This is the second in the Alera series, after Furies of Calderon. It's notably better. The book starts a little slow, with several new characters as well as the existing ones mainly being in new situations. Once it gets going, however, it's exciting and hard to put down.
It still suffers from an excess of description, a common problem in fantasy novels. Butcher also splits the narrative a little too much. There are three main point of view characters, each with their own story, and a few others get a chapter here and there. I think I would have found the story more compelling if it just followed the main protagonist, Tavi, and we found out about the other events from his point of view or in shorter subplots. There's also a lot of made up words (well, use of Latin for a feel of Roman antiquity, I guess) which is something I no longer enjoy having to work through.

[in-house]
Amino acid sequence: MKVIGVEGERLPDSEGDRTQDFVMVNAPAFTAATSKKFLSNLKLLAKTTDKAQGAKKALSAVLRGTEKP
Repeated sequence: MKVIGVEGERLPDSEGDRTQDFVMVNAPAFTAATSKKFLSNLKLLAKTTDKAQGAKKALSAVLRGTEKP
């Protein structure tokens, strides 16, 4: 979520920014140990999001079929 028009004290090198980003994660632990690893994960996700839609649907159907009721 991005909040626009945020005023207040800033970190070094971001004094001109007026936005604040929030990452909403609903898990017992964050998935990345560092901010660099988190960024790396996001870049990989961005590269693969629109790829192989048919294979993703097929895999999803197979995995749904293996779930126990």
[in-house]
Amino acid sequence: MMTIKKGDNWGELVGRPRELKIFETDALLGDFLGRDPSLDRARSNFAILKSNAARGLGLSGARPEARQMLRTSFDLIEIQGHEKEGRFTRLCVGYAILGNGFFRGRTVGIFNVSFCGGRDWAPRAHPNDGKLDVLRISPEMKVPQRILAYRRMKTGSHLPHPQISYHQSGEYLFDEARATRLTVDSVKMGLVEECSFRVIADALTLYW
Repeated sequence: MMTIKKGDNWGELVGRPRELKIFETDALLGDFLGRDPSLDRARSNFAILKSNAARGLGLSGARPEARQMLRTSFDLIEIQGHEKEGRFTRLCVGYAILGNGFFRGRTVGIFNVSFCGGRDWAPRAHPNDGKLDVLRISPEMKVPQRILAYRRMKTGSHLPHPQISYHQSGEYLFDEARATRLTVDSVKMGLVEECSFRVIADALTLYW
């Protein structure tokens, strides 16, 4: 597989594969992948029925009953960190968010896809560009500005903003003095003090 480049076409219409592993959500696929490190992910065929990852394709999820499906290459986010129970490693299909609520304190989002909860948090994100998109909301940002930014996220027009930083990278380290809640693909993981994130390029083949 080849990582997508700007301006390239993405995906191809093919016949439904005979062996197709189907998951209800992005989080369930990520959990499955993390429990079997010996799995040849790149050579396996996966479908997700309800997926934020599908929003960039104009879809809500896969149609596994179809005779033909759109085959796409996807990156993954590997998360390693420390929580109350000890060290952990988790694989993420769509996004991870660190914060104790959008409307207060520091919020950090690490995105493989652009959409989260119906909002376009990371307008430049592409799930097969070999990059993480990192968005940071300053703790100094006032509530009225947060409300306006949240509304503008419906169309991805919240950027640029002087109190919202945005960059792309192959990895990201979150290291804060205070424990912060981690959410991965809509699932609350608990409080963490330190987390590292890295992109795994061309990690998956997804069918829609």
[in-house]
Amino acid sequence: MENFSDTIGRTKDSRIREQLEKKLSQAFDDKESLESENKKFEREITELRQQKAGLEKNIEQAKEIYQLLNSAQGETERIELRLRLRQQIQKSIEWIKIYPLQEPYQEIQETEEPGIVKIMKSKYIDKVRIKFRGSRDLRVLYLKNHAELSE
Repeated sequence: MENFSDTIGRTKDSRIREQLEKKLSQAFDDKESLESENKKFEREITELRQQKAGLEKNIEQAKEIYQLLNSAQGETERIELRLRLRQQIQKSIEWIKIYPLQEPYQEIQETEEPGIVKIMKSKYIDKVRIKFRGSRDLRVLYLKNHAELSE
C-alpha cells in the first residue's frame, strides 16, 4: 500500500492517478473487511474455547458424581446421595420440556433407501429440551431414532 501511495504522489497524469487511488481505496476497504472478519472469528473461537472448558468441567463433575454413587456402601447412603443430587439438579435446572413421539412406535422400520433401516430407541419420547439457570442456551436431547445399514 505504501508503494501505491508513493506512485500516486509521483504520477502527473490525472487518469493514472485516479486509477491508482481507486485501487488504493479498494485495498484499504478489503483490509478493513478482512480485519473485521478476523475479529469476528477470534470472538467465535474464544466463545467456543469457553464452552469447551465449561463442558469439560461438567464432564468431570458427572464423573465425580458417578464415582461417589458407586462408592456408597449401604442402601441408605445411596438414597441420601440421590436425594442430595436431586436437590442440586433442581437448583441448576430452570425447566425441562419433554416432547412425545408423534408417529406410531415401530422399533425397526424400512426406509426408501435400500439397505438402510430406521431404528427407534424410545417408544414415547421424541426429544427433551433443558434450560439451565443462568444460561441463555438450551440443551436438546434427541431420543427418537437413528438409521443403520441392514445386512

One thing that I really do like about this is that Tavi is really not a chosen one. He's negatively special, in that he's unique in his country for not being able to do magic. So he makes up for it by working really hard and aiming to out-think his opponents (who are used to relying on magic to do anything difficult). This theme was present in the first book as well, but wasn't really developed fully.